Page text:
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Math Learning Centre

Over the past number of years, the Mathematics Learning Centre has been involved in the evolution of a mathematics skills upgrading program that is fundamentally relational. The full-time mathematics learning instructors' primary concern is for the overall well-being of the learner, but not at the expense of academic integrity. This has been a great challenge, because it has required the development of new techniques in the teaching/learning of mathematics. Students at our Centre, who have been granted entry into our post-secondary institution, have been exposed to years of mathematics education which cannot possibly have been all bad. And yet, they have under-achieved in mathematics. These students are clearly capable learners, for they have achieved high standards in other disciplines and/or other activities. So it is insufficient for us to merely offer them more standard instruction in the core areas of mathematics. We must delve deeper into the root causes of what has been a largely vacuous learning experience for them.

This then is what has been at the core of the evolution of our program. And because it is relational, and each year’s student body brings with it a slightly different set of experiences, we re-evaluate and adjust our program, if necessary, at the end of every academic semester. We believe this willingness to constantly be open to change, based on our experiences with our students, is the reason for our program’s success.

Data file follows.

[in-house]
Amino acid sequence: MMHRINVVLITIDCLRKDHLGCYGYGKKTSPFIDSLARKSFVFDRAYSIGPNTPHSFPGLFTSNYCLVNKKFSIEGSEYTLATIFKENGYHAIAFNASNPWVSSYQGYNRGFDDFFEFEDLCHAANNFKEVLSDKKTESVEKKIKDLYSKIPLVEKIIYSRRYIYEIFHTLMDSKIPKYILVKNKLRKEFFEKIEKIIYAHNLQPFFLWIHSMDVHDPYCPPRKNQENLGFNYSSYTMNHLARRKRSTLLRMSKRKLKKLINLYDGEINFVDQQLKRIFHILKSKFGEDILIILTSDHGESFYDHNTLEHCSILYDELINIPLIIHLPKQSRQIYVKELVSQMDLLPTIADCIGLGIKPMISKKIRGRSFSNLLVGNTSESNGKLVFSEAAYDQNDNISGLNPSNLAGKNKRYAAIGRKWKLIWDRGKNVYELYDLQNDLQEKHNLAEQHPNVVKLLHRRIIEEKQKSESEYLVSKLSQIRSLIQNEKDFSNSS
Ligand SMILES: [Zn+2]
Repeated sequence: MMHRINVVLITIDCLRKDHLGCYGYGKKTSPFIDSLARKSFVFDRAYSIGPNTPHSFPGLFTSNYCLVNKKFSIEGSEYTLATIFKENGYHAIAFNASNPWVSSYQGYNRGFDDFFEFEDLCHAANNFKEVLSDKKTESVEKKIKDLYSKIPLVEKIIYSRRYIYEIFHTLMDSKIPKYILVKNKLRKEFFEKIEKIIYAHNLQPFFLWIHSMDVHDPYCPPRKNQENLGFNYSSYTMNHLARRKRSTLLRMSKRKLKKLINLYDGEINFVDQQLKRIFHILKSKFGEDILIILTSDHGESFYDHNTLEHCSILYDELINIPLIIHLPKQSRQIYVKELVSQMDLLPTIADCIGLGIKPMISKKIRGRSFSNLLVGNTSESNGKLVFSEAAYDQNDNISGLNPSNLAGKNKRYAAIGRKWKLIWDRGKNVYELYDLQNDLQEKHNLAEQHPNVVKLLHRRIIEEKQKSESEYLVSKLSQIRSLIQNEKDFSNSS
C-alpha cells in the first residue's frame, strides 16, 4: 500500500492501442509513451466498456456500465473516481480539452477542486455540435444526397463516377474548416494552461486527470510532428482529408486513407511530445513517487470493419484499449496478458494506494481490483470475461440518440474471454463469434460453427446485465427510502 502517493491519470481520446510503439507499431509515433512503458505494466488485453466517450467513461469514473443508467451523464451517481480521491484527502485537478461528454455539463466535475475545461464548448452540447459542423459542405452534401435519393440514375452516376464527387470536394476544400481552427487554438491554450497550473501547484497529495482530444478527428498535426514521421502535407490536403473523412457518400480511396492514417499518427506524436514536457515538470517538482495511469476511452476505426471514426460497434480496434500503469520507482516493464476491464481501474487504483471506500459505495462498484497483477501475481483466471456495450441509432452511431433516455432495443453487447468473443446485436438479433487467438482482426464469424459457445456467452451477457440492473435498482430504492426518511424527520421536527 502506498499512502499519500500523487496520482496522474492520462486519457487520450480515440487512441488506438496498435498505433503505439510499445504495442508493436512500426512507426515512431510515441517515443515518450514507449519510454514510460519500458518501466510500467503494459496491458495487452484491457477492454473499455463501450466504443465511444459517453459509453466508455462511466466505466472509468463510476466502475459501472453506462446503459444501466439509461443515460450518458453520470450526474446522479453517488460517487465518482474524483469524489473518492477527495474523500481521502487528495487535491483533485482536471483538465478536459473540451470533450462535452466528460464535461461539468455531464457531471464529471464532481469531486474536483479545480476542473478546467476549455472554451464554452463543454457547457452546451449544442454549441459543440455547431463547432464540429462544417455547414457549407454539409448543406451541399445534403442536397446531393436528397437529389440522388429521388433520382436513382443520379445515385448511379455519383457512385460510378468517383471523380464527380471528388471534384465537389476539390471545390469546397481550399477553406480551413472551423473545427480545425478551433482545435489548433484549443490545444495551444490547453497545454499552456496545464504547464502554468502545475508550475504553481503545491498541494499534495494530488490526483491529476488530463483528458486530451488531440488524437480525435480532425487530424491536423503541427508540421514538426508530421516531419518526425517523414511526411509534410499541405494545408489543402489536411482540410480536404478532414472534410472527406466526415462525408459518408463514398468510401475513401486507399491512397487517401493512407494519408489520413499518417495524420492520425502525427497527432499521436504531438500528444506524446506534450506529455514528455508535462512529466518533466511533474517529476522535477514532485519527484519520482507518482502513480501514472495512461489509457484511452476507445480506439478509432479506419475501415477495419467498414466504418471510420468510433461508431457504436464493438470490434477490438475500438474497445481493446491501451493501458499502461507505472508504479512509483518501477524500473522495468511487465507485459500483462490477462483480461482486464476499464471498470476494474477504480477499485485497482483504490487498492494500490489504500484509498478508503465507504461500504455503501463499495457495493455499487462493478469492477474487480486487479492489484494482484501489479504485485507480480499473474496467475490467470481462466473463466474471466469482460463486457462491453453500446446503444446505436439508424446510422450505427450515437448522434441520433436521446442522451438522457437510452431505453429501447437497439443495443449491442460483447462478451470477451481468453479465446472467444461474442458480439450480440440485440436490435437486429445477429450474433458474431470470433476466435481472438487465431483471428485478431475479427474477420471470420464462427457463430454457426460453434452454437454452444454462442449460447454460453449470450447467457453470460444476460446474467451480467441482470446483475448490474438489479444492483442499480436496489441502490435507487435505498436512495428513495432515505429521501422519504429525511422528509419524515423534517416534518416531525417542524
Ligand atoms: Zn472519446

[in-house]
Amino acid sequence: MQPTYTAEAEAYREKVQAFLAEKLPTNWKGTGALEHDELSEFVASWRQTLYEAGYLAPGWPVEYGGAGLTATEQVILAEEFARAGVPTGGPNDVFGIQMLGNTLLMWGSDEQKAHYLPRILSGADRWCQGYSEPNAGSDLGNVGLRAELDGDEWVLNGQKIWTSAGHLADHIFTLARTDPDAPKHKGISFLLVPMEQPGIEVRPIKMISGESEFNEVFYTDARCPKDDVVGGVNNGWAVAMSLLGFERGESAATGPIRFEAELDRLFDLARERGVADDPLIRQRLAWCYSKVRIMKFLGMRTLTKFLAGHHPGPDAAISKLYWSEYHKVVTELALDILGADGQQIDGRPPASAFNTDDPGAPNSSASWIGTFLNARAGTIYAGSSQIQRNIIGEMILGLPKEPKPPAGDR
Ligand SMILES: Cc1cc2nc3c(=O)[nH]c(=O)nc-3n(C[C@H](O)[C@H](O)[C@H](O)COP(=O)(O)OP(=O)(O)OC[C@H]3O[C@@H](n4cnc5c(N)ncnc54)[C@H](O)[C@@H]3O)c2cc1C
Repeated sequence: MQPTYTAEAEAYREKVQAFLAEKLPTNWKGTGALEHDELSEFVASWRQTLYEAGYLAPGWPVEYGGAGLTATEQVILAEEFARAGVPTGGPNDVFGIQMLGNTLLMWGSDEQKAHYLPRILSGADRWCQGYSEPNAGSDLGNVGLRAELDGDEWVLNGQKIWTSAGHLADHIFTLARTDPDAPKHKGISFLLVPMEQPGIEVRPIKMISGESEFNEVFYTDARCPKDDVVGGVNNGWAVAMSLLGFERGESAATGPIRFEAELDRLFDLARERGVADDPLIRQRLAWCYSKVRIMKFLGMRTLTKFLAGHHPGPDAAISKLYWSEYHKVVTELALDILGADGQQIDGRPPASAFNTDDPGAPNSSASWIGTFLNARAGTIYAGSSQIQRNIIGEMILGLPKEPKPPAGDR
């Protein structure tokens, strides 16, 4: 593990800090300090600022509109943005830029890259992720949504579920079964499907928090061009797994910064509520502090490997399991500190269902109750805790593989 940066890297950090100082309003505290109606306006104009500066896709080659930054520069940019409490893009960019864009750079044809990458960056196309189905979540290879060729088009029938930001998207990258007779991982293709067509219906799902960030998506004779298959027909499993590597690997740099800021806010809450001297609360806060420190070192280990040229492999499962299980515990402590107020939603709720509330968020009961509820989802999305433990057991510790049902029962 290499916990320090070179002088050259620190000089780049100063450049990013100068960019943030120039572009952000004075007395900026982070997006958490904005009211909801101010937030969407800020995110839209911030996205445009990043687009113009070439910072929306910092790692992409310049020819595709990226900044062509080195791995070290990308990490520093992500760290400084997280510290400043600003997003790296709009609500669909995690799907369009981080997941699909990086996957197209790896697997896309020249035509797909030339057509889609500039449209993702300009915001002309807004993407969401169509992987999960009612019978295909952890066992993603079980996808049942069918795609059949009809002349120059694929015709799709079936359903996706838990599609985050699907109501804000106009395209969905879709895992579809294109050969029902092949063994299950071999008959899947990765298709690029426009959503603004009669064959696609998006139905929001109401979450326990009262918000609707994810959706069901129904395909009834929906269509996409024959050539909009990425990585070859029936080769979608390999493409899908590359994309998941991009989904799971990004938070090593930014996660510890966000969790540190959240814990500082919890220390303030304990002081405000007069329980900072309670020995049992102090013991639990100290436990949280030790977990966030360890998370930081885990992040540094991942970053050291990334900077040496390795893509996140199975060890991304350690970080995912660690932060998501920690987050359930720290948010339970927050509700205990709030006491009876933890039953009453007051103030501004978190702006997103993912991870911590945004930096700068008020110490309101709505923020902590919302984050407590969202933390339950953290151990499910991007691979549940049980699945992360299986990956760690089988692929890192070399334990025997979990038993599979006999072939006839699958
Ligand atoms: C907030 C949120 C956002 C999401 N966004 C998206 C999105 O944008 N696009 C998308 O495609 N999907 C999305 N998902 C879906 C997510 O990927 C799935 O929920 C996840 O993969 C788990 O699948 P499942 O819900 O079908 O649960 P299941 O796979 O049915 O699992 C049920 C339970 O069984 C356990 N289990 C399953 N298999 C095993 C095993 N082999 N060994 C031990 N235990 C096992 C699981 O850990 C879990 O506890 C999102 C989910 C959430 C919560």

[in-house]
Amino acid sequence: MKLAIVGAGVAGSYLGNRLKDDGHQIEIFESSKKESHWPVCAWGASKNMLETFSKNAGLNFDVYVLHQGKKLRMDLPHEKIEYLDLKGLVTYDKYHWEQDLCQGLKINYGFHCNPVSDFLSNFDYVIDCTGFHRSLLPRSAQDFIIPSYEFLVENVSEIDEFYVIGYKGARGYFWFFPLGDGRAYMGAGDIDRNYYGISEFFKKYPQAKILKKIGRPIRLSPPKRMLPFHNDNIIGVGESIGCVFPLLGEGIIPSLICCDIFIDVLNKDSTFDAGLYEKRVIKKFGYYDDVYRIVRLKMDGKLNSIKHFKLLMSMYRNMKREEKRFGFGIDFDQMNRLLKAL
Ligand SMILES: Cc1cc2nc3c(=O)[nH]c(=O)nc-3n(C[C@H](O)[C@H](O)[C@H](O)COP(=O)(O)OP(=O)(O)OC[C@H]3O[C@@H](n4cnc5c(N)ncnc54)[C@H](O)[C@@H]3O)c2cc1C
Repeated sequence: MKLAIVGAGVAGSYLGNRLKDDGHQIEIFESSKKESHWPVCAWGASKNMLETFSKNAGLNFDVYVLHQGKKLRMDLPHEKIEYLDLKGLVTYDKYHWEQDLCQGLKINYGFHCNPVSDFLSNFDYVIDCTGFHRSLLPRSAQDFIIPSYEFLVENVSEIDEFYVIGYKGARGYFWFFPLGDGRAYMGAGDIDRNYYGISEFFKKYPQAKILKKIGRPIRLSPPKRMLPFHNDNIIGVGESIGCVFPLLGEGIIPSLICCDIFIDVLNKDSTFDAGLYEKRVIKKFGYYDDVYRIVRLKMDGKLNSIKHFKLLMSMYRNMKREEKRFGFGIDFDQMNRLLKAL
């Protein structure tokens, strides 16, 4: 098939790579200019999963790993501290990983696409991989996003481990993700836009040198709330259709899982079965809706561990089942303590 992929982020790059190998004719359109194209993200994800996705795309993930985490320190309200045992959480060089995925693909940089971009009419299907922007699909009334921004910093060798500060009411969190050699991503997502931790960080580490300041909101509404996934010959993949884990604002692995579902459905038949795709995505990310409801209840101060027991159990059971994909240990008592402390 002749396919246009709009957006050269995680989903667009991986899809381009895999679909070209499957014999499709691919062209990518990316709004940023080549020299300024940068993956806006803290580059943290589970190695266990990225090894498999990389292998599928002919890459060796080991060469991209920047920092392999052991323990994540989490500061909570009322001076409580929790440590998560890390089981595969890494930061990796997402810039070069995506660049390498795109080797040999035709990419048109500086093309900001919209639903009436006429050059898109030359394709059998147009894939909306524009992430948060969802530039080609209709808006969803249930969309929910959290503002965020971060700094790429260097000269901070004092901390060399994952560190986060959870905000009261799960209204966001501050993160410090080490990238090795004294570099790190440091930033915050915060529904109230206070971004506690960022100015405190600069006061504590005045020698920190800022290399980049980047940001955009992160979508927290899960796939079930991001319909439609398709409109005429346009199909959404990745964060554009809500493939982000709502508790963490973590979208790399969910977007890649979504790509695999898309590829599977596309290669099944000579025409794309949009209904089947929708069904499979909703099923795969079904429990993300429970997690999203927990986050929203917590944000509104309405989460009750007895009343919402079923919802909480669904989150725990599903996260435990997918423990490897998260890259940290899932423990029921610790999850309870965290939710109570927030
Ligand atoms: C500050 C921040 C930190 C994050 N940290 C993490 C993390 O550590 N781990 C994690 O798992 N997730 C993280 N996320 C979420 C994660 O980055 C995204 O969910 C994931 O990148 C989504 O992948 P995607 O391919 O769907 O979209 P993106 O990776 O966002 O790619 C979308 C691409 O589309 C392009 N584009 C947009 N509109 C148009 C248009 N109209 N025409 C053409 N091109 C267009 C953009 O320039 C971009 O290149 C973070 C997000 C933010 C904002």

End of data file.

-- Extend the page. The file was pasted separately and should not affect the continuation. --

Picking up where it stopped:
Recently, we have integrated this relational model for instruction, into our orientation program for new instructional assistants (full-time and part-time) at the Centre. Initially, we believed it was the best way to communicate ‘our ways’ to the new instructional assistants, but we have now identified an important spill-over benefit. The new part-time instructional assistants are teachers from all levels of the K-12 educational stream. Some have years of experience there, some are recent graduates from the Faculty of Education, and some are currently students in the Faculty of Education. The establishment of a comfortable, non-threatening dialogue amongst ALL instructional assistants at the centre, in place of formal ‘training’, has provided a mechanism for the permanent staff of the MLC to learn from the experiences of these other teachers. This, in turn, has allowed us to revise our own program accordingly, to make it even better suited to our incoming student body. Consequently, the continuing evolution of our program is now being guided not only by new groups of students from the K-12 system, but also by its teachers. We provide an even better experience for our students, and the teachers transfer into their own classrooms in the schools, whatever they deem workable to ease the transition for future school graduates.

We also have an undergraduate teaching assistant in each class. We have incorporated these individuals in our relational model of instructional ‘enhancement’. In this manner, we can capture the benefits that a peer relationship brings to a learning experience. These individuals find it a challenge to participate in our program at this level, but we have found them to be very cooperative and often, quite dedicated to the task. We believe that incorporating them in the whole process enriches their involvement with us at the Centre and also enhances the relationship they will have with students in our program.

This relational model appears to suit all of us. Our students are responsive to our instruction, and all the instructional assistants at the Centre find the working environment both stimulating and supportive. We feed off each other’s energy and enthusiasm, and students sense that.